He advocates a 3 step process for quantifying this:
1. Identify a business lever
As an example, Falijic considers a designer in a digital startup called Hannah, who wants to implement a design system but has been told there is no budget for it. Falijic says that companies’ have two broad goals: Increase revenue /profit and decrease costs. Designers must pick one of these and in this case, Hannah identifies that a design system will decrease costs by avoiding the constant re-creation of design assets. The system could also increase the brand’s revenue by establishing trustworthiness through visual consistency.
2. Estimate financial impact
This is harder but it can be done. Hannah estimates the number of hours spent in designing new UI elements that could be avoided by a design system. She applies a blended hourly fee to these hours, multiplies it by the number of designers and arrives at a monthly / annual dollar amount that estimates the cost to company of not implementing a design system
Cost Impact = Hours spent for new UI elements x No of designers x Blended rate
To estimate the increase in revenue, Hannah projects an increase in the conversion rate from free to premium subscriptions and the resultant increase in paying customers and annual revenue.
Revenue Impact = Increase in conversion rate x No of customers x Revenue per customer
3. Communicate with hypotheses
Hannah is afraid to present these numbers to management because they are just ‘guesses.‘ Falijic points out that all company projections are guesses and the last step is to present these estimates as hypotheses, which are backed by data. What data could Hannah use? Falijic recommends speaking to other companies who have implemented design systems and look for case studies online. Then it’s down to effective storytelling – but this time, Hannah will be telling the story in a language that management understands.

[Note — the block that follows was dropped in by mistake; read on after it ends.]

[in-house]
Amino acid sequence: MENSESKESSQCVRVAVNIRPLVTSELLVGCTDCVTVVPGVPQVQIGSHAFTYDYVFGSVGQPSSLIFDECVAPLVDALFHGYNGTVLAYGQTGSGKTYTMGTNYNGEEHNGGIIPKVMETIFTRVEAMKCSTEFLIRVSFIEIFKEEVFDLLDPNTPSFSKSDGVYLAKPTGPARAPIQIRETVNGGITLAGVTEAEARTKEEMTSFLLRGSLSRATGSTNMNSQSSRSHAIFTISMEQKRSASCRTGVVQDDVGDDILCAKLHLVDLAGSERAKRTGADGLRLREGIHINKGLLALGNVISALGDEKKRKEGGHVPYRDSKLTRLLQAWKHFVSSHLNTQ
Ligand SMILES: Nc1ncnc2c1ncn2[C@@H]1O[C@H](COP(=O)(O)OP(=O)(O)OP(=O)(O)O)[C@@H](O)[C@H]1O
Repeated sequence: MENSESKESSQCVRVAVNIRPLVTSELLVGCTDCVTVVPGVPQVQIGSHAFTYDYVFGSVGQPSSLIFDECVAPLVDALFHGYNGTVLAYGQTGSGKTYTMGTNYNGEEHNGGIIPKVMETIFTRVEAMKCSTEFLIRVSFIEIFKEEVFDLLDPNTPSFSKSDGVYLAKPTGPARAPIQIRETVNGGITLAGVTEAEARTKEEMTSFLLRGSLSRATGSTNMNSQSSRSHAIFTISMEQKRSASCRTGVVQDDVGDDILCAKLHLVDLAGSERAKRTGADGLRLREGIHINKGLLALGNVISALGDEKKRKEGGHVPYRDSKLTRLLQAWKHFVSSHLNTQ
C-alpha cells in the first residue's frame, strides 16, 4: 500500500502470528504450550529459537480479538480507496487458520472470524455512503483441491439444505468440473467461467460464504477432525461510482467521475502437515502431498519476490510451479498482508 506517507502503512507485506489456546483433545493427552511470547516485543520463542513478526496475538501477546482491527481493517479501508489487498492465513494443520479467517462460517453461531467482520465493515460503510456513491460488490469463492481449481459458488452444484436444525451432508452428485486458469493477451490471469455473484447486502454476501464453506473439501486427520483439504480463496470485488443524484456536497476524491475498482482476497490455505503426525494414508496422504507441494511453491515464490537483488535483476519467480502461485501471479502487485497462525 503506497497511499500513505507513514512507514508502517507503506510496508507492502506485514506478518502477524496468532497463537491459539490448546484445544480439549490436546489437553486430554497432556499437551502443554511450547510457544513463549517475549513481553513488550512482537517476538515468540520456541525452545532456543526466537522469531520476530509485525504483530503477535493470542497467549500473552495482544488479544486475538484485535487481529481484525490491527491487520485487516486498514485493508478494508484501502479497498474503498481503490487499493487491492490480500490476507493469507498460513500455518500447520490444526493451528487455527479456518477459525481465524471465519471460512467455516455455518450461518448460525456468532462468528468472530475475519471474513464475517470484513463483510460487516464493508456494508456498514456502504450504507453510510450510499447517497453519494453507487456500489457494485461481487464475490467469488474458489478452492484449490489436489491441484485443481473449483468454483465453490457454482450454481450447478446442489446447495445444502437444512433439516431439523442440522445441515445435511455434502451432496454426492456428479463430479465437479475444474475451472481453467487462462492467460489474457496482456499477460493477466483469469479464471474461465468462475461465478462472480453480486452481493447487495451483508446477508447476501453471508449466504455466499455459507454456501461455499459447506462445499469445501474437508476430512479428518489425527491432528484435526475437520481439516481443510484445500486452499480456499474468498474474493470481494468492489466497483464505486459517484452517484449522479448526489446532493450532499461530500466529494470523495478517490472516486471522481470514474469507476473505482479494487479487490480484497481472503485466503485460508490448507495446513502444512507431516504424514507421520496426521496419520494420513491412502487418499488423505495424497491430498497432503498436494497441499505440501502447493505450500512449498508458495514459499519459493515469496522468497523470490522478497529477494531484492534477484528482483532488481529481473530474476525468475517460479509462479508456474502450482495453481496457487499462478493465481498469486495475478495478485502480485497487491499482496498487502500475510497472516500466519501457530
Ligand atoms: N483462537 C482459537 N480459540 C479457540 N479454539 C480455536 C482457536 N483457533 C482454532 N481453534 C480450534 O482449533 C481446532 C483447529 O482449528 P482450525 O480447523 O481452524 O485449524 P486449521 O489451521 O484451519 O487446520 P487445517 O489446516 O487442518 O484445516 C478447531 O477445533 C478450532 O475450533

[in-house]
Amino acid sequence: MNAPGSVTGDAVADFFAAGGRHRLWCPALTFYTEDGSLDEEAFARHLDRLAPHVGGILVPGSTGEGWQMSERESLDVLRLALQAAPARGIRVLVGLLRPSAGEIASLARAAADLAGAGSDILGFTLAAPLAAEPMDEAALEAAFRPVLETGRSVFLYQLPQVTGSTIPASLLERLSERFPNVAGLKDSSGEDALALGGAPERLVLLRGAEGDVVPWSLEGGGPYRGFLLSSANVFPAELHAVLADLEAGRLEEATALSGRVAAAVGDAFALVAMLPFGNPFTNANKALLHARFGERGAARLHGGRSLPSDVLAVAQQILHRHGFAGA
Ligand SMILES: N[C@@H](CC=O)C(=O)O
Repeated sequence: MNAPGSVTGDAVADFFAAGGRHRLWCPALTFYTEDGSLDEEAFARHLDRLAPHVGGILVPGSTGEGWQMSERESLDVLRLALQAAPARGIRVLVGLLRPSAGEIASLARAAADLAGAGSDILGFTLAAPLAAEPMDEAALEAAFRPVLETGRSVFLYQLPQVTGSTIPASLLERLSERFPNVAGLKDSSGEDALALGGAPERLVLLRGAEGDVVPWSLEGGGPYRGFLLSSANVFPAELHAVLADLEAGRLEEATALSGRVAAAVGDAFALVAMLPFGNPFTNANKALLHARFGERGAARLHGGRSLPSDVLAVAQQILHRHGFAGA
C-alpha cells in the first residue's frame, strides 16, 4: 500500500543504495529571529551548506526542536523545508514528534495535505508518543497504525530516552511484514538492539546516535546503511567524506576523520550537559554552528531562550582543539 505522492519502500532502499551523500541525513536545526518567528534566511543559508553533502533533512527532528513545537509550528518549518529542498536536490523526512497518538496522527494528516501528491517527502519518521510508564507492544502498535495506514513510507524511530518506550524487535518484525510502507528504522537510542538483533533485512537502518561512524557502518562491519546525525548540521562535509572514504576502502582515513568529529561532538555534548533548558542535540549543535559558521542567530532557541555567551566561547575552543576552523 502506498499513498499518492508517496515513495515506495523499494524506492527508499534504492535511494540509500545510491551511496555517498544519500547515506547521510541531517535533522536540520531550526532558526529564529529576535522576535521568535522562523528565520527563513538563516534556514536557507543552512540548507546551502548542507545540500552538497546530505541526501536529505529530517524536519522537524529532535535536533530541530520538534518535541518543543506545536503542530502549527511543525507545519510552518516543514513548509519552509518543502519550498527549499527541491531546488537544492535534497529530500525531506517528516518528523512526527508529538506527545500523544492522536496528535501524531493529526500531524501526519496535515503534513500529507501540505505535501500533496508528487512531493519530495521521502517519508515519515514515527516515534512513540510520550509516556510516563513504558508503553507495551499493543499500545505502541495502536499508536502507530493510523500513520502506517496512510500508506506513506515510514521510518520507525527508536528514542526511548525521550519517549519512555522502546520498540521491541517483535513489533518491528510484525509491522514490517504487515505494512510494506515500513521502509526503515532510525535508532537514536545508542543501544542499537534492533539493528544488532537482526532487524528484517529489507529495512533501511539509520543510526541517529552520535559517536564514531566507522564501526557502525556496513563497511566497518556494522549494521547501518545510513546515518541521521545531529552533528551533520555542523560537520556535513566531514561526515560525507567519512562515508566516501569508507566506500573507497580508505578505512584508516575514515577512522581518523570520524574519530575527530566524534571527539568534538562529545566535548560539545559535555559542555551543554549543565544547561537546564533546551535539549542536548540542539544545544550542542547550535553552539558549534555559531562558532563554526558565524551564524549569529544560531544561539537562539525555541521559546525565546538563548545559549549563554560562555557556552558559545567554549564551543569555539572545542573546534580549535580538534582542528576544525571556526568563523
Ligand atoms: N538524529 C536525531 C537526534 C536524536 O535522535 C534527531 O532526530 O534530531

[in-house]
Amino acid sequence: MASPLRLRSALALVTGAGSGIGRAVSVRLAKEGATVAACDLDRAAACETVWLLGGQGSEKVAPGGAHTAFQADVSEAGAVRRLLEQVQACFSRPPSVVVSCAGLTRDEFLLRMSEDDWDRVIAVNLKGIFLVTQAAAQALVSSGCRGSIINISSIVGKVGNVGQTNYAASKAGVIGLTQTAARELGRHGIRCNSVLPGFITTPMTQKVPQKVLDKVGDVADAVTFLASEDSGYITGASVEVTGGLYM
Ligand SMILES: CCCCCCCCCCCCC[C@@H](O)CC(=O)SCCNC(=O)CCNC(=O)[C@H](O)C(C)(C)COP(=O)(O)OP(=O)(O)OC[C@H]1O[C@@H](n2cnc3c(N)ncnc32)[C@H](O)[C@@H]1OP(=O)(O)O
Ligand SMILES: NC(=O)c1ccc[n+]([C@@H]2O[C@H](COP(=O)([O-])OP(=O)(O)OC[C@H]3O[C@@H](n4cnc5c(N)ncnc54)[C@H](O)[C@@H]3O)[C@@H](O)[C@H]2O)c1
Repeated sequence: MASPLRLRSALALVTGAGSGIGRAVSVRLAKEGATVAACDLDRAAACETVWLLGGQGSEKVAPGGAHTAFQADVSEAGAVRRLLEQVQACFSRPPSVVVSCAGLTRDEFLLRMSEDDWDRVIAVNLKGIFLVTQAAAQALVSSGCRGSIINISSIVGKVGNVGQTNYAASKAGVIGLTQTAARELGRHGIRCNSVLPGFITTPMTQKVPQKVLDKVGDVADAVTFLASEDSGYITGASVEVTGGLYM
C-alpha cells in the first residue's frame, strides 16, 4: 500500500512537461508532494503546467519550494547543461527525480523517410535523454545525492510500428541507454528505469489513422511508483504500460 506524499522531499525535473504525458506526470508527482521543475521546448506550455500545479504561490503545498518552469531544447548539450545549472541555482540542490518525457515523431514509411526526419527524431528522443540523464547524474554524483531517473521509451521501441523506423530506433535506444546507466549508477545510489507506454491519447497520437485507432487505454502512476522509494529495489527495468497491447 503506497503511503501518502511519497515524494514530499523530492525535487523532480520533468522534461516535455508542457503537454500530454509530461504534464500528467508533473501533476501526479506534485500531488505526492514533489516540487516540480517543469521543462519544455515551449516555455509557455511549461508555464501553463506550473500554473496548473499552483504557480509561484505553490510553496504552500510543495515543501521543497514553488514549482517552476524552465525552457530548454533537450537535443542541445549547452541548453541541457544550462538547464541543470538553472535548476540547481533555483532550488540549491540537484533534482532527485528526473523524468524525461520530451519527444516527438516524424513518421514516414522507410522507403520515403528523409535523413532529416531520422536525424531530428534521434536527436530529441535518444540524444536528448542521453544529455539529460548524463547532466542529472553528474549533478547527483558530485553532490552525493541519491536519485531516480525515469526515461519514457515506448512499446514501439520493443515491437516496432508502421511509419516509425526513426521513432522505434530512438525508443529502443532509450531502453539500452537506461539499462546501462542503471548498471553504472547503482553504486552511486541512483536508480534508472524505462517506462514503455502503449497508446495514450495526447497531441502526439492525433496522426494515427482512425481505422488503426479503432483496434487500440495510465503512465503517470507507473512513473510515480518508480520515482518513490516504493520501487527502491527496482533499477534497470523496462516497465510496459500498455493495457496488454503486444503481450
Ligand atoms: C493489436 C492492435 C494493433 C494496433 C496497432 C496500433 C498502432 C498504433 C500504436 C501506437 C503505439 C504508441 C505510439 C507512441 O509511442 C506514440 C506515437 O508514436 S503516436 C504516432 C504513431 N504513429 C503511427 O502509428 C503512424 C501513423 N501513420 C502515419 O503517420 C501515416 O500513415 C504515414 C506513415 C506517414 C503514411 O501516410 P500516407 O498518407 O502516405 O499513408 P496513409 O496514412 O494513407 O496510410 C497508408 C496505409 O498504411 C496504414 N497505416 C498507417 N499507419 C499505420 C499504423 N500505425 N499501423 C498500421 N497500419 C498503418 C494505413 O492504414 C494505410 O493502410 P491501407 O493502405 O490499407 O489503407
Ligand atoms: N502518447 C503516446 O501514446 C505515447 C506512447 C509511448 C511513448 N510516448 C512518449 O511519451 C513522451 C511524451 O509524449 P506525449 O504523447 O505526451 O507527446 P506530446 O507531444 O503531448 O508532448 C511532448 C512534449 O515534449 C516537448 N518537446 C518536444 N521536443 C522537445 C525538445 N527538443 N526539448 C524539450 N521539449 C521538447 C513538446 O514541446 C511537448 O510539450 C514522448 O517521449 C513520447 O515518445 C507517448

As lockdowns ease all over the world, businesses are desperate to implement new protocols and assure customers their premises are safe. In response to this need, a new cottage industry comprising social distancing experts has sprung up. This post bu journalist Zara Stone provides several interesting examples from the US:
Boston’s MASS Design Group, an architecture collective, has a ‘Response Team’ for hospital clients that amongst other measures, adds easy-to-clean plywood and laminate covers and UV germicidal lights to workspaces. (#ArchitectureCanHeal)
With the help of Architecture firm ARUP, WeWork published a 16 page booklet outlining their social distancing plan, which includes floor stickers, sanitisation stations, one-way walkways and other measures to minimize contact.
SimpliFlying, previously a social media firm, is now the go-to consultancy for social distancing in the sky. The firm says there are 70 day-of-travel areas – from check-in to post-flight baggage cleaning – that need to addressed.
It remains to be seen how effective these consultancies are, but for now they are assured of business, even if their clients are not.